>> He had already squared away in his mind
that he understood that Barack Obama was president,
Joe was vice president.
And Joe understood the job of vice president
and, and, uh... And wore it well.
>> NARRATOR: In the Obama White House,
Biden brought with him something the president didn't have:
relationships in Congress spanning decades.
>> These were his recently former colleagues,
and he knew that he could call them
and they would take his call,
and that he could go and thrash issues out
with them with a degree of comfort
that President Obama didn't have,
because he hadn't known them as long as Vice President Biden.
>> NARRATOR: Biden became Obama's trusted partner.
>> The real question isn't what thing did you do,
if you're vice president.
The real question is, how much influence did you have?
And I think Biden understands power and leveraging power.
I think he had a genuine relationship with Obama,
and they spent a lot of time talking.
But I think he was a very influential vice president,
in that way, and an extremely loyal vice president.
>> NARRATOR: In return, Obama bestowed on Biden
something special-- a kind of political sainthood
they called the "Obama halo."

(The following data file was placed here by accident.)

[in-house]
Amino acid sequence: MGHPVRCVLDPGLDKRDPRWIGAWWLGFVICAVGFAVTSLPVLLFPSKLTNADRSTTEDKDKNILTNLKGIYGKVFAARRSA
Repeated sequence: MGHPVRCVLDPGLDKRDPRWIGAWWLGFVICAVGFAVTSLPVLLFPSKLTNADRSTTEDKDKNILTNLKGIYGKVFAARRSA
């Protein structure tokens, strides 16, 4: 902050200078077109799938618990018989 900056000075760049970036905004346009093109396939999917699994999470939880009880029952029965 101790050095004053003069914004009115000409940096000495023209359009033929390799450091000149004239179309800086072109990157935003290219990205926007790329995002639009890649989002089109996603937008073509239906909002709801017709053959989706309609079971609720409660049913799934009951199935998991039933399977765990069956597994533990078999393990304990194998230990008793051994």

>> Joe Biden has the Obama halo, everybody knows that.
That is the cleansing of Joe Biden
and everything that may have happened.
And there is such a great irony,
that someone who was the architect of the '94 crime bill,
and a white man of this age,
when you think about Anita Hill, his crutch, his...
the reason for his success is a Black man with a funny name
who's kind of skinny from Hawaii by way of Kansas.
>> ♪ Cowardice ♪
>> ♪ Are you serious? ♪
>> ♪ Apologies for freedom ♪
>> ♪ I can't handle this ♪
>> NARRATOR: 2015, Donald Trump's presidential campaign,
a made-for-TV spectacle.
(cheers and applause)
A showcase with all the conflict and crisis.
>> Turn them-- go ahead, turn them.
Knock the crap out of them, would you?
Just knock the hell...
I promise you I will pay for the legal fees, I promise.
(cheers and applause)
>> You've called women you don't like "fat pigs"...
>> Only Rosie O'Donnell.
>> By the time Trump arrives, running for president in 2016...
>> How does my hair look?
Is it okay? (crowd cheering)
>> ...he understands conflict, he understands celebrity.
He understands the power of television.
And he understands how to dominate.
>> NARRATOR: And against his opponents--
another strategy he had perfected-- personal attack.
>> Little Marco...
>> This little guy has lied so much.
>> Lyin' Ted...
>> You are the single biggest liar,
you probably are worse than Jeb Bush,
you are the single biggest liar...
>> All of this is classic Trump.
This is the person he's been, I think,
since he was five years old.
Donald told me that he is essentially the person he was
in first grade, and that he hasn't really changed.
>> NARRATOR: But a month before the election...
>> The Trump camp has swiftly launched into disaster mode.
>> NARRATOR: A bombshell.
>> A big, big development in this campaign...
>> That day, we're up in the 25th floor conference room,
and it's Friday afternoon, about 2:00.
>> And Hope Hicks was notified by the media